100 Miller's Crossing directed by Joel Coen

As far as I'm concerned, the brothers' third film remains their best. I love Blood Simple, Raising Arizona and Barton Fink as well, but as far as I'm concerned, Miller's Crossing remains their most mature, accomplished work. They weren't busy mocking their characters (and the audience), seeking easy laughs with dimwitted characters speaking florid dialogue in funny accents, and their camera had calmed down as well. Instead, they just told a well-acted story of Irish gangsters in the South as they paid homage to Dashiell Hammett. Those were the days, at least as far as the Coens were concerned.

99 The Miracle of Morgan's Creek directed by Preston Sturges

The great Preston Sturges offered several possibilities for this list, but for me this madcap tale remains his finest work. Betty Hutton is a joy as the small-town girl, patriotic to the point that after a party bidding farewell to soldiers heading to the battles of WWII, she finds herself married to someone she can't remember and pregnant to boot. Enter the great Eddie Bracken as one of the few men left at home to pretend to be the impending papa. A great romp from start to finish.

98 White Heat directed by Raoul Walsh

James Cagney truly was at the top of his game in his triumphant 1949 return to the gangster genre that made him a star. How the Academy neglected to nominate him for his work as the psycho Cody Jarrett with the mother fixation remains one of their most glaring oversights in a history filled with glaring oversights.

97 Bambi directed by David Hand

Of all the animated classics to come from Walt Disney when he was alive and the studio was at the top of their game, this touching, emotional tale remains my favorite. From losing a parent to the frightening forest fire, it's one of the most intense animated films ever made for "children," but it's also one of the greatest.

96 High Noon directed by Fred Zinnemann

How could I forsake this spare, taut and classic Western? Fred Zinnemann's best film provides the perfect vehicle for the stoic style of Gary Cooper and it works even if you don't realize that it's an allegory for the Hollywood blacklist.

95 The Philadelphia Story directed by George Cukor

Often, not enough credit is given to truly fun, sparkling entertainment such as The Philadelphia Story, with its peerless trio of lead performances by Jimmy Stewart, Katharine Hepburn and Cary Grant.

94 Top Hat directed by Mark Sandrich

While I love Swing Time, for me this is the apex of Astaire-Rogers vehicles. Of course, the plot is silly, but the songs are great, the dancing superb and Edward Everett Horton provides hysterical supporting laughs.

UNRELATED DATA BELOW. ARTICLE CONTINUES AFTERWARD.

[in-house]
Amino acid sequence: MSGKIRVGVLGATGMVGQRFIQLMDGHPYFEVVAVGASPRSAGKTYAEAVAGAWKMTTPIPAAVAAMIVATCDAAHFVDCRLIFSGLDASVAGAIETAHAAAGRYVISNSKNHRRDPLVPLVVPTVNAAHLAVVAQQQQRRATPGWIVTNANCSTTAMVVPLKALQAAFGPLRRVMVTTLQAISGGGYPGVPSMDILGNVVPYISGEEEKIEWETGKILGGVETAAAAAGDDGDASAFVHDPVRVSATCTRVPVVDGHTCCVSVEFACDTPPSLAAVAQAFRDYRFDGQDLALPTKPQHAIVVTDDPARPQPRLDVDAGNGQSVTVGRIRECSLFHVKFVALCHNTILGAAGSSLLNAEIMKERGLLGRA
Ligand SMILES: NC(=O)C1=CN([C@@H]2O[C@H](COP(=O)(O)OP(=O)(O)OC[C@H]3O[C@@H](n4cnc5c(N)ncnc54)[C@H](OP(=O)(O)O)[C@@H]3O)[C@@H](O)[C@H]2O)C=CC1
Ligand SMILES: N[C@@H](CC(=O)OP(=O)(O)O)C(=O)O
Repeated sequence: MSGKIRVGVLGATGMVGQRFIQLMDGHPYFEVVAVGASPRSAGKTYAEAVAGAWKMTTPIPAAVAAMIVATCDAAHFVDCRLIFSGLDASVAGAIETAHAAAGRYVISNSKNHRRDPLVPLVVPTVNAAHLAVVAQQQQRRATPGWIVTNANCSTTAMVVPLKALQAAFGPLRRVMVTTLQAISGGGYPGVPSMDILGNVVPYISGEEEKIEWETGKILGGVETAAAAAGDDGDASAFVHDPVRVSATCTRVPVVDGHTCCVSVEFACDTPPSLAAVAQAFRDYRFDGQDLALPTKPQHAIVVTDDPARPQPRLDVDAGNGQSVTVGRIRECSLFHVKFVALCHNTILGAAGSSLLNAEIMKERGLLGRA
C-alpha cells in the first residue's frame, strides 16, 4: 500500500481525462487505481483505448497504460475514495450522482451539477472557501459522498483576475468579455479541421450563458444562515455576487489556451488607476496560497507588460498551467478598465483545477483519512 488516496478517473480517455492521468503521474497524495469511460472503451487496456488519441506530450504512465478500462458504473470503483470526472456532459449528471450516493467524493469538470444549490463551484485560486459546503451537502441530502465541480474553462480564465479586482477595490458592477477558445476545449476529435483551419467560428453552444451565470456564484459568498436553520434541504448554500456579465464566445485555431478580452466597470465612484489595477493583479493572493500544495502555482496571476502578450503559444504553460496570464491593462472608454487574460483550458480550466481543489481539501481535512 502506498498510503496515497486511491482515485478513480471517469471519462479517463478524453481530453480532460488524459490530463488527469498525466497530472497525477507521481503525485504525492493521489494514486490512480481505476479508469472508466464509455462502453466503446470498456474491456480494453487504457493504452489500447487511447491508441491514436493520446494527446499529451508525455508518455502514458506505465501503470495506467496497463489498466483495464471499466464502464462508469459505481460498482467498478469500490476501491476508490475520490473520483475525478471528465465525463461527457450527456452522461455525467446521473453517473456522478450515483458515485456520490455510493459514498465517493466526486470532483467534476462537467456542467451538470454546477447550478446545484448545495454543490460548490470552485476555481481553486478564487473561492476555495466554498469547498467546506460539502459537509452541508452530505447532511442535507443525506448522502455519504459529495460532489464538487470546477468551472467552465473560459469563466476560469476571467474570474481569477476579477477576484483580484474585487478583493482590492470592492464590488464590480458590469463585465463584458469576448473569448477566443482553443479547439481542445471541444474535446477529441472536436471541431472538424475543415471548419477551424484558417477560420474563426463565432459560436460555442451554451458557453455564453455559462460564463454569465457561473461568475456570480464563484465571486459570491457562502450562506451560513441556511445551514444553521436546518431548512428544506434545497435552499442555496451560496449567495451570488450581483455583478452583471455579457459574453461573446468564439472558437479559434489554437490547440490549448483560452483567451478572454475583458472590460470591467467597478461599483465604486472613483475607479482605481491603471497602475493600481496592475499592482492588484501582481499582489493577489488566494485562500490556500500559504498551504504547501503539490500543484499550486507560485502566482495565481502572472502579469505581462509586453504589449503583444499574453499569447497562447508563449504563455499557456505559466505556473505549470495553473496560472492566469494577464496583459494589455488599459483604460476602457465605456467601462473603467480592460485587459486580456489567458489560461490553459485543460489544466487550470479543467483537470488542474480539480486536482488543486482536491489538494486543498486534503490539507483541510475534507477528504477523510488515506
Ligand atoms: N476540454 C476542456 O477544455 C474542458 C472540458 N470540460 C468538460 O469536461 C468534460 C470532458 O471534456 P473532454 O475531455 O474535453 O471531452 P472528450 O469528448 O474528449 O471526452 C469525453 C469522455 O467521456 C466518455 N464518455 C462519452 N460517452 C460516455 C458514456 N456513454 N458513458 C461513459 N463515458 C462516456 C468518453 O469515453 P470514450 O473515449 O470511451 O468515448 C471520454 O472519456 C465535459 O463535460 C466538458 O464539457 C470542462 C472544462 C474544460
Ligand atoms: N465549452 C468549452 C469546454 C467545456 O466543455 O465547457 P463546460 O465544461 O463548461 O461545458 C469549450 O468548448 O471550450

93 The Last Picture Show directed by Peter Bogdanovich

A man who started as a critic but is now better known as Dr. Melfi's shrink on The Sopranos and a frequent DVD commentary track participant, Bogdanovich did make a truly great film out of Larry McMurtry's novel about a dying Texas town, thanks in no small part to the fine ensemble he assembled including Jeff Bridges, Ellen Burstyn, Ben Johnson and Cloris Leachman.

92 Lone Star directed by John Sayles

It takes a lot to fool me and, in retrospect, I should have seen the final twist coming but the reason I didn't is because Sayles crafted in his best film a compelling story in which the plot turn was unexpected because the movie didn't rely on it. Even if the secret had never been revealed, this portrait of skeletons from the past and their influence on the lives of people today would still resonate.

91 Gone With the Wind directed by Victor Fleming

It almost has become too easy to pile on this classic because of its status, but it is still one of the great films of all times, piling in a miniseries worth of plot developments in less than four hours without ever losing a viewer's interest. Then again, Vivien Leigh and Clark Gable certainly help.

90 L.A. Confidential directed by Curtis Hanson

Of the films of fairly recent vintage, this is one that grows stronger each time I see it, earning comparisons to the great Chinatown (coming up later, as you might expect). Well acted (even if Kim Basinger's Oscar was beyond generous), well written and well directed, I believe L.A. Confidential's reputation will only grow greater as the years go on — yet it lost the Oscar (and a spot on the AFI list) to the insipid Titanic.

89 8½ directed by Federico Fellini

Federico Fellini is one director whom I find I think less of the longer I go on and the more times I revisit him (I came very close to picking Nights of Cabiria for this list and I bet eventually that will end up being my favorite Fellini). Still having seen fairly recently, I still hold quite a bit of affection for it, so it gets the spot.

88 After Hours directed by Martin Scorsese

Simply put: The tensest comedy ever made and perhaps Scorsese's most underrated film. Griffin Dunne is the perfect beleaguered straight man enveloped by a universe of misfits and oddballs in lower Manhattan when all he wanted to do was get laid. Joseph Minion wrote an excellent script and this is one case where I think the changed ending actually is superior to the original intended one. By the way, whatever happened to Joseph Minion?